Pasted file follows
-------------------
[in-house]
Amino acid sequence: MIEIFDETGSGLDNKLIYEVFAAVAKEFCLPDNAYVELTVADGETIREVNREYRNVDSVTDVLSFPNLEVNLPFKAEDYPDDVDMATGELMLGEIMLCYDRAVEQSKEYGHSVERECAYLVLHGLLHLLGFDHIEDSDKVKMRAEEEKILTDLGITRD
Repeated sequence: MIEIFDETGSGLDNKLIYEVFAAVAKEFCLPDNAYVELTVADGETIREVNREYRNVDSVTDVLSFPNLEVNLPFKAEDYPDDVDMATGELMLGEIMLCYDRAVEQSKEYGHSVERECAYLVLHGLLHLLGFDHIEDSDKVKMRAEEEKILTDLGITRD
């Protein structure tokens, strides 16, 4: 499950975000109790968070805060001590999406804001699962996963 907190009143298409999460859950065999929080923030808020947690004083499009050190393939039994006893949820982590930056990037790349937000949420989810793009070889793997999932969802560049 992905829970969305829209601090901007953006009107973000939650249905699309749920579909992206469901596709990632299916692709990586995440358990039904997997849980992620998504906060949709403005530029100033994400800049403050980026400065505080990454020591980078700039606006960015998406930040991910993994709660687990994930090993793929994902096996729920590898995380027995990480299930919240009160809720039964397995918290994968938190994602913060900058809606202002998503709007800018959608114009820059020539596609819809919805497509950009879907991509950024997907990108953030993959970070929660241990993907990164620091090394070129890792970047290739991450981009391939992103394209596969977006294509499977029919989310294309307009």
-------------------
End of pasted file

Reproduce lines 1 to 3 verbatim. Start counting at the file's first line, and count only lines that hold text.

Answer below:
[in-house]
Amino acid sequence: MIEIFDETGSGLDNKLIYEVFAAVAKEFCLPDNAYVELTVADGETIREVNREYRNVDSVTDVLSFPNLEVNLPFKAEDYPDDVDMATGELMLGEIMLCYDRAVEQSKEYGHSVERECAYLVLHGLLHLLGFDHIEDSDKVKMRAEEEKILTDLGITRD
Repeated sequence: MIEIFDETGSGLDNKLIYEVFAAVAKEFCLPDNAYVELTVADGETIREVNREYRNVDSVTDVLSFPNLEVNLPFKAEDYPDDVDMATGELMLGEIMLCYDRAVEQSKEYGHSVERECAYLVLHGLLHLLGFDHIEDSDKVKMRAEEEKILTDLGITRD